to afford the public an opportunity to participate in the rulemaking 
process. Accordingly, we invite interested persons to submit written 
comments, suggestions, or recommendations regarding the proposed 
regulations. Before promulgation of a final regulation, we will take 
into consideration all comments received. Such comments, and any 
additional information received, may lead to final regulations that 
differ from these proposals.
    You may submit your comments and materials concerning this proposed 
rule by one of the methods listed in the ADDRESSES section. We will not 
accept comments sent by e-mail or fax or to an address not listed in 
the ADDRESSES section. We will not accept anonymous comments; your 
comment must include your first and last name, city, State, country, 
and postal (zip) code. Finally, we will not consider hand-delivered 
comments that we do not receive, or mailed comments that are not 
postmarked, by the date specified in the DATES section.
    We will post your entire comment--including your personal 
identifying information--on http://www.regulations.gov. If you provide 
personal identifying information in addition to the required items 
specified in the previous paragraph, such as your street address, phone 
number, or e-mail address, you may request at the top of your document 
that we withhold this information from public review. However, we 
cannot guarantee that we will be able to do so.
    Comments and materials we receive, as well as supporting 
documentation we used in preparing this proposed rule, will be 
available for public inspection on http://www.regulations.gov, or by 
appointment, during normal business hours, at the U.S. Fish and 
Wildlife Service, Division of Migratory Bird Management, Room 4107, 
4501 North Fairfax Drive, Arlington, VA 22203.

[[Page 45691]]

NEPA Considerations

    In compliance with the requirements of section 102(2)(C) of the 
National Environmental Policy Act of 1969 (42 U.S.C. 4332(C)), and the 
Council on Environmental Quality's regulation for implementing NEPA (40 
CFR 1500-1508), we published the availability of a Draft Environmental 
Impact Statement (DEIS) on March 7, 2002 (67 FR 10431), followed by a 
91-day comment period. We subsequently reopened the comment period for 
60 additional days (68 FR 50546, August 21, 2003). On November 18, 
2005, both the Service and the Environmental Protection Agency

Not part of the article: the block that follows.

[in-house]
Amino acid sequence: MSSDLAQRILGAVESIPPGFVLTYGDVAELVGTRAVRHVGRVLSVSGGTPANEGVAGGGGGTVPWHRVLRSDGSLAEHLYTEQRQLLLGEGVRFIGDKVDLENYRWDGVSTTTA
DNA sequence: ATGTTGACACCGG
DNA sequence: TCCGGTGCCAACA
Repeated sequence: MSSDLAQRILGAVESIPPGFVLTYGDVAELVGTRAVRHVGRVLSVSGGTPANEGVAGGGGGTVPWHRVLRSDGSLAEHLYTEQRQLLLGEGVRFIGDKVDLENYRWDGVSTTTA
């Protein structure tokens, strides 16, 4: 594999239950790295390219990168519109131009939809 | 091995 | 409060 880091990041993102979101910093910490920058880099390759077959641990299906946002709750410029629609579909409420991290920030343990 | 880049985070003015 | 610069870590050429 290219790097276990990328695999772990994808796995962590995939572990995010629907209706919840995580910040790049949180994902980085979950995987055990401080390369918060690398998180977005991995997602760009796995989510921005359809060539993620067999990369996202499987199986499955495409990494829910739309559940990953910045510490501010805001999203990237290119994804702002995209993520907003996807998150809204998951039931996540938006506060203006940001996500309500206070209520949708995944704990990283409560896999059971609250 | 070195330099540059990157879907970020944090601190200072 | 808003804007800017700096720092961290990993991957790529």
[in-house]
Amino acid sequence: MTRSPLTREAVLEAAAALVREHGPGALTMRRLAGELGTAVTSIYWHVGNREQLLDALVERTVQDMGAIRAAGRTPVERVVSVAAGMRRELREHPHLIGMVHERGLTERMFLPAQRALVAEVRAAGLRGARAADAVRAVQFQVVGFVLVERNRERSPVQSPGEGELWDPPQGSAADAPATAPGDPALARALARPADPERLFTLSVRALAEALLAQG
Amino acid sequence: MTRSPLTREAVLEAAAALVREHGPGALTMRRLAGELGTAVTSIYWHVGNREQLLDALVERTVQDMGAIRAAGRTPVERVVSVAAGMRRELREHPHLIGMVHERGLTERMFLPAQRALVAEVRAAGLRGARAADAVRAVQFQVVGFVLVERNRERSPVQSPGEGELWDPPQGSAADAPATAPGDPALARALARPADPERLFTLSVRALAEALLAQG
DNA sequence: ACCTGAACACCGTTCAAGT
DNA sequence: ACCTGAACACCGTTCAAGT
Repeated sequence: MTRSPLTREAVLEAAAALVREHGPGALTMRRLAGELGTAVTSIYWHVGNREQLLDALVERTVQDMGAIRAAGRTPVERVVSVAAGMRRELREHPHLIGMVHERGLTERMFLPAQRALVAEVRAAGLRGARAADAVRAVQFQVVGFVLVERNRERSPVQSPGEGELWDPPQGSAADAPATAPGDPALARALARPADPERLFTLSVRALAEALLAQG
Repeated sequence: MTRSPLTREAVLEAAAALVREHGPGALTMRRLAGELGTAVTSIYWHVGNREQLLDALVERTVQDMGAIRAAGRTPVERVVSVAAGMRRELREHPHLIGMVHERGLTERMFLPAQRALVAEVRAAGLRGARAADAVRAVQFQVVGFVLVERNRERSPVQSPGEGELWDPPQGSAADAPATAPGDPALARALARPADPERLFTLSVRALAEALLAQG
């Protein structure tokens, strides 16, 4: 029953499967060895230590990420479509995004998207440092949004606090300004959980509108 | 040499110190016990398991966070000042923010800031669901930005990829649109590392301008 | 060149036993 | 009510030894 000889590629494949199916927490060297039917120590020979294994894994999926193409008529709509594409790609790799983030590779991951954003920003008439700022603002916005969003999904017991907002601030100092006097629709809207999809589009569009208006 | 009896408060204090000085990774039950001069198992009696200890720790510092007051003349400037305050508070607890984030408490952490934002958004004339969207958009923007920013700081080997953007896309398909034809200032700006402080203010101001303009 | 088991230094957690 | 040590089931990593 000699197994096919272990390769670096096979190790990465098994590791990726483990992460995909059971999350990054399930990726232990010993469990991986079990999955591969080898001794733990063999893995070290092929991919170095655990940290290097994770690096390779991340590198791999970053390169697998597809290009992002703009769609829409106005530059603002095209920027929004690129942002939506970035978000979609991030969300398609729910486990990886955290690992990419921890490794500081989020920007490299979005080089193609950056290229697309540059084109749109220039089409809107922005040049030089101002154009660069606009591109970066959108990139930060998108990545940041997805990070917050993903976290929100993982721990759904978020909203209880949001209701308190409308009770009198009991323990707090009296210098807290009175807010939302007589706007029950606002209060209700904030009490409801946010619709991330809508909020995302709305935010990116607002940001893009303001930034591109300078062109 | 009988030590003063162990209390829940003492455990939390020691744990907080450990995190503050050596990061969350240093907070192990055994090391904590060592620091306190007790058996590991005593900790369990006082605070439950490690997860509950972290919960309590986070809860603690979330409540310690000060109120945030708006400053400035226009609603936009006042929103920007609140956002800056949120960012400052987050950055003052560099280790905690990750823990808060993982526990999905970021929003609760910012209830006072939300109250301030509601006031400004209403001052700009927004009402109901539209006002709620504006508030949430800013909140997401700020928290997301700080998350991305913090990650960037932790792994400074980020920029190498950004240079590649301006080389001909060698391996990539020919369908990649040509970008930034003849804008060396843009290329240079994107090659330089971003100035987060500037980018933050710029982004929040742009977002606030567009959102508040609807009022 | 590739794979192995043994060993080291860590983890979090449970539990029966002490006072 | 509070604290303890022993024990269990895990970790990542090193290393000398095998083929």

published notices of availability for the FEIS in the Federal Register 
(70 FR 69966 and 70 FR 69985). On August 10, 2006, we published our 
Record of Decision (ROD) in the Federal Register (71 FR 45964). The 
FEIS is available to the public (see ADDRESSES). The proposed changes 
to the resident Canada goose regulations fall within the scope of the 
FEIS.

Endangered Species Act Consideration

    Section 7(a)(2) of the Endangered Species Act (ESA), as amended (16 
U.S.C. 1531-1543; 87 Stat. 884) provides that ``Each Federal agency 
shall, in consultation with and with the assistance of the Secretary, 
insure that any action authorized, funded, or carried out * * * is not 
likely to jeopardize the continued existence of any endangered species 
or threatened species or result in the destruction or adverse 
modification of [critical] habitat * * *.'' We completed a biological 
evaluation and informal consultation (both available upon request; see 
ADDRESSES) under Section 7 of the ESA for the action described in the 
August 10 final rule. In the letter of concurrence between the Division 
of Migratory Bird Management and the Division of Endangered Species, we 
concluded that the inclusion of specific conservation measures in the 
final rule satisfied concerns about certain species and that the action 
was not likely to adversely affect any threatened, endangered, or 
candidate species. This proposed change falls within the scope of that 
informal consultation.

Regulatory Flexibility Act

    The Regulatory Flexibility Act of 1980 (5 U.S.C. 601 et seq.) 
requires the preparation of flexibility analyses for actions that will 
have a significant economic impact on a substantial number of small 
entities, which includes small businesses, organizations, or 
governmental jurisdictions. We discussed these impacts in the August 10 
final rule. For the reasons detailed in that rule, we have determined 
that a Regulatory Flexibility Act analysis is not required.

Executive Order 12866

    The Office of Management and Budget (OMB) has determined that this 
rule is not significant and has reviewed this rule under Executive 
Order 12866. OMB bases its determination upon the following four 
criteria:
    (a) Whether the rule will have an annual effect of $100 million or 
more on the economy or adversely affect an economic sector, 
productivity, jobs, the environment, or other units of the government.
    (b) Whether the rule will create inconsistencies with other Federal 
agencies' actions.
    (c) Whether the rule will materially affect entitlements, grants,